Spotlight on the Profession: Dr. Kathleen Nolan

In this monthly column, we speak with a notable member of the Western Canadian mathematics education community about their past, present, and future work, and about their perspectives on the teaching and learning of mathematics. This month, we had the pleasure of speaking with Dr. Kathleen Nolan.

2016 April - Kathleen Nolan - Photo (crop)Dr. Kathleen Nolan is an Associate Professor in the Faculty of Education at the University of Regina, where she teaches undergraduate and graduate courses in mathematics curriculum, qualitative research, and contemporary issues in education. Dr. Nolan’s current research focuses on mathematics teacher education, exploring issues of teacher identity and the regulatory practices of schooling, learning and knowing. Bourdieu’s social field theory and theories of critical mathematics education feature prominently in Dr. Nolan’s work. She is the author and co-editor of two books, as well as author of more than 40 published articles, book chapters, and conference proceedings papers. In 2012, she was awarded a Social Science and Humanities Research Council (SSHRC) Insight Grant for her project entitled Reconceptualizing Secondary Mathematics Teacher Education: Critical and Reflexive Perspectives. Within this qualitative research program, Dr. Nolan seeks to strengthen connections between teacher education, curriculum reform and mathematics education research by studying the interplay of different perspectives, or dimensions, of teacher education. One such perspective includes research into the design and facilitation of a professional learning community approach to teacher education internship.

First things first, thank you for taking the time to have this conversation during this busy time of year!

According to your website (, you studied mathematics and physics as an undergraduate at Saint Mary’s University, and obtained a Master’s degree in physics from the University of Toronto. What drew you to education, and then to research in the field of mathematics education?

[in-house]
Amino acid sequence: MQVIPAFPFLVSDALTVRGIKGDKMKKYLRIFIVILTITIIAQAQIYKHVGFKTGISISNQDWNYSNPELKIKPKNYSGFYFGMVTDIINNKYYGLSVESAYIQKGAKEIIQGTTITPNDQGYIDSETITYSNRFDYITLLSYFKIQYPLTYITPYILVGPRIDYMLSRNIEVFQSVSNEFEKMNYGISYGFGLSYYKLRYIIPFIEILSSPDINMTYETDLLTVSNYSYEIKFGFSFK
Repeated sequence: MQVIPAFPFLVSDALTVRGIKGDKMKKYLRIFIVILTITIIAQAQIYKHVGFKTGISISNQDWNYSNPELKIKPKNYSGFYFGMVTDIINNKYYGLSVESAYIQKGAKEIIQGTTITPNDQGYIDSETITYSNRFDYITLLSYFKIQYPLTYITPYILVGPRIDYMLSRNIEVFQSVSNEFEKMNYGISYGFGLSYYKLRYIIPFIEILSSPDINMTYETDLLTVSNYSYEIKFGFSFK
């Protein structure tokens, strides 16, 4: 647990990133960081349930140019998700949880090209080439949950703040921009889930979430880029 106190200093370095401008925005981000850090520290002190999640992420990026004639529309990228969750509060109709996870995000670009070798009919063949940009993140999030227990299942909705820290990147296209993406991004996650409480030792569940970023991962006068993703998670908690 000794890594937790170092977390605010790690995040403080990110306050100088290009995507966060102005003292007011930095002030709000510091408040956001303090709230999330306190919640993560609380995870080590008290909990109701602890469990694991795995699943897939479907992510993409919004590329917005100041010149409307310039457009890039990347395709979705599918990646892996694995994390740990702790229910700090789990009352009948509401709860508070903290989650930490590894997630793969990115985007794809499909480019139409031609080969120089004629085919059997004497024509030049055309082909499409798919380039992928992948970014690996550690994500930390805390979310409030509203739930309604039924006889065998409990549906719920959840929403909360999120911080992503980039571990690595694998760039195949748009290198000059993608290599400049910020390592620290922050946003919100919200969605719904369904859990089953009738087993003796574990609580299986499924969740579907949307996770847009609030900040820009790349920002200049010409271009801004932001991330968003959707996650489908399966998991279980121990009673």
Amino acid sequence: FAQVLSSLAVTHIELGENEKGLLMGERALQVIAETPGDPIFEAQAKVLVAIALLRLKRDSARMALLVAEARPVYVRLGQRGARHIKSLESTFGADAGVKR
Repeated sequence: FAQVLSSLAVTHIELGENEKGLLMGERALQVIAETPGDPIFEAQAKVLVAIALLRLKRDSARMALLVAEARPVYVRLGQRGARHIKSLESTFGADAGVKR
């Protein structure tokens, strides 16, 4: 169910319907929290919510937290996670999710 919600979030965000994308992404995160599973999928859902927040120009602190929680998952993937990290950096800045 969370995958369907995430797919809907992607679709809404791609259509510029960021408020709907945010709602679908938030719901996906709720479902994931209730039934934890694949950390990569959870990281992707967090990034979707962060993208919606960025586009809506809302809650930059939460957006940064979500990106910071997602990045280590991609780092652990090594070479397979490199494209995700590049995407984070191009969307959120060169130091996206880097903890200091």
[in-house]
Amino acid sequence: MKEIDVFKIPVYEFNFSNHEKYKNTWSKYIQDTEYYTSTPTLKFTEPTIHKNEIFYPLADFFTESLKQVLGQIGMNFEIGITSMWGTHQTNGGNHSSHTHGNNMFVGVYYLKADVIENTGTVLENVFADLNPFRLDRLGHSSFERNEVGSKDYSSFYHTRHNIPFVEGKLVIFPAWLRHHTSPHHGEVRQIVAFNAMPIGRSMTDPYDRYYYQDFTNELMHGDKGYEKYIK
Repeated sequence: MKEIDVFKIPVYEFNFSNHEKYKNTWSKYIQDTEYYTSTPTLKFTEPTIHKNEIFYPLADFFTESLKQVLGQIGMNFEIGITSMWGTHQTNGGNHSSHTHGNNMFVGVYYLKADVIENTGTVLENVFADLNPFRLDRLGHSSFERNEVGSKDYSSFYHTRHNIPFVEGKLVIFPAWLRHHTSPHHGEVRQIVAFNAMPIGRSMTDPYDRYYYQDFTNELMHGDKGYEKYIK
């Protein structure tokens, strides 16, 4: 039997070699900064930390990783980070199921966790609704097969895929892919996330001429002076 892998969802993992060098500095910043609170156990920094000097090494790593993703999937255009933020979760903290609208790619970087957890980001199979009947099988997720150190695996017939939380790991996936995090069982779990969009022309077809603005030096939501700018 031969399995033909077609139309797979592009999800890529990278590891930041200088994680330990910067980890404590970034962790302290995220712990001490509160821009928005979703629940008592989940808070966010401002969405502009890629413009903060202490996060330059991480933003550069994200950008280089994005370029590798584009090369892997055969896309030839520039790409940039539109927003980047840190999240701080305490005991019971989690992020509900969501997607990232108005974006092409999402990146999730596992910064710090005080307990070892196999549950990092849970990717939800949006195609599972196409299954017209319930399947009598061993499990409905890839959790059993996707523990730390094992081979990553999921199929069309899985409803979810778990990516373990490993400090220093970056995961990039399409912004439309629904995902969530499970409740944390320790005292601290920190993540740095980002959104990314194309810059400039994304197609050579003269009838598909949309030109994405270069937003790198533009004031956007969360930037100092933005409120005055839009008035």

My own positive high school experiences drew me to study mathematics and physics at the university level. After completing my M.Sc. degree in physics, I almost accepted a position as a health physicist at a nuclear power plant! That seems like such a long time ago. However, at the same time, I had the opportunity to volunteer (with VICS) for two years as a high school mathematics and physics teacher in Grenada (located in the West Indies). The rewards of that experience were many, leading me to pursue my diploma in education at McGill University, followed by several years of teaching at both high school and college levels. A few years teaching at Nova Scotia Teacher’s College in the 1990s convinced me that mathematics teacher education was my passion, and so I moved to Saskatchewan in 1998 to pursue my Ph.D. at the University of Regina, where I took up a Faculty position a few years later. Because my research and teaching both focus on secondary mathematics teacher education, I thoroughly enjoy the intersections and overlaps that my scholarship affords me.

Much of your current research focuses on (mathematics) teacher education, including the issue of theory-practice transitions. In your view, how wide is the disconnect between mathematics education research (the “theory”) and the teaching of mathematics in our classrooms (the “practice”)? What contributes to this disconnect, and how can the gap be narrowed?

Teacher education, I think, should be viewed as an opportunity to enrich and expand understandings of teaching and learning, not as a place where new teachers are ‘trained’ in techniques and strategies that serve to maintain status quo practices in schools.

I don’t think it is so much that the gap between theory and practice is wide, but rather that these two very important aspects of teaching and learning are frequently isolated from each other without appreciating just how much they actually shape and inform each other on a daily basis. For example, I frequently hear prospective teachers discuss that the most valuable part of teacher education is the experience they have in ‘real’ classrooms, with ‘real’ students. However, in my view at least, a teacher education classroom is very real, and so are all of the pedagogical practices and theories that we discuss and work with there. Teacher education, I think, should be viewed as an opportunity to enrich and expand understandings of teaching and learning (and maybe even to unlearn a few things!), not as a place where new teachers are ‘trained’ in techniques and strategies that serve to maintain status quo practices in schools. I like to think that my own research attempts to narrow this perceived gap by proposing that teacher education faculty members become more invested in the field experiences, working closely with student teachers and cooperating teachers in schools.